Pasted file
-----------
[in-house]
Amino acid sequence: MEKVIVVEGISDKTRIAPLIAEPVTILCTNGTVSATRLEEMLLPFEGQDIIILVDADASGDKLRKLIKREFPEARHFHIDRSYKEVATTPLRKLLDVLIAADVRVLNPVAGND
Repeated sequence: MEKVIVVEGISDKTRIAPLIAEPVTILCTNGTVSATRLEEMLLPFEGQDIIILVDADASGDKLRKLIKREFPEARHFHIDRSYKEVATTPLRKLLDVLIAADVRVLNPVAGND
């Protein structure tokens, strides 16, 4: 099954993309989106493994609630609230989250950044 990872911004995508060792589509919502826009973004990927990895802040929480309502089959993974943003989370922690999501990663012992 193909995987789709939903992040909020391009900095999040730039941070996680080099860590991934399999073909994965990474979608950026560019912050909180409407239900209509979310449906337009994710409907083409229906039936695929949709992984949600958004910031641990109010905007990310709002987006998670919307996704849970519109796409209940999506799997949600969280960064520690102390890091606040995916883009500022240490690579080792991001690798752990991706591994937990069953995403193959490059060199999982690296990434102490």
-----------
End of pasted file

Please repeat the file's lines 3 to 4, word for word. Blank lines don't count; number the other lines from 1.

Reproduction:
Repeated sequence: MEKVIVVEGISDKTRIAPLIAEPVTILCTNGTVSATRLEEMLLPFEGQDIIILVDADASGDKLRKLIKREFPEARHFHIDRSYKEVATTPLRKLLDVLIAADVRVLNPVAGND
């Protein structure tokens, strides 16, 4: 099954993309989106493994609630609230989250950044 990872911004995508060792589509919502826009973004990927990895802040929480309502089959993974943003989370922690999501990663012992 193909995987789709939903992040909020391009900095999040730039941070996680080099860590991934399999073909994965990474979608950026560019912050909180409407239900209509979310449906337009994710409907083409229906039936695929949709992984949600958004910031641990109010905007990310709002987006998670919307996704849970519109796409209940999506799997949600969280960064520690102390890091606040995916883009500022240490690579080792991001690798752990991706591994937990069953995403193959490059060199999982690296990434102490």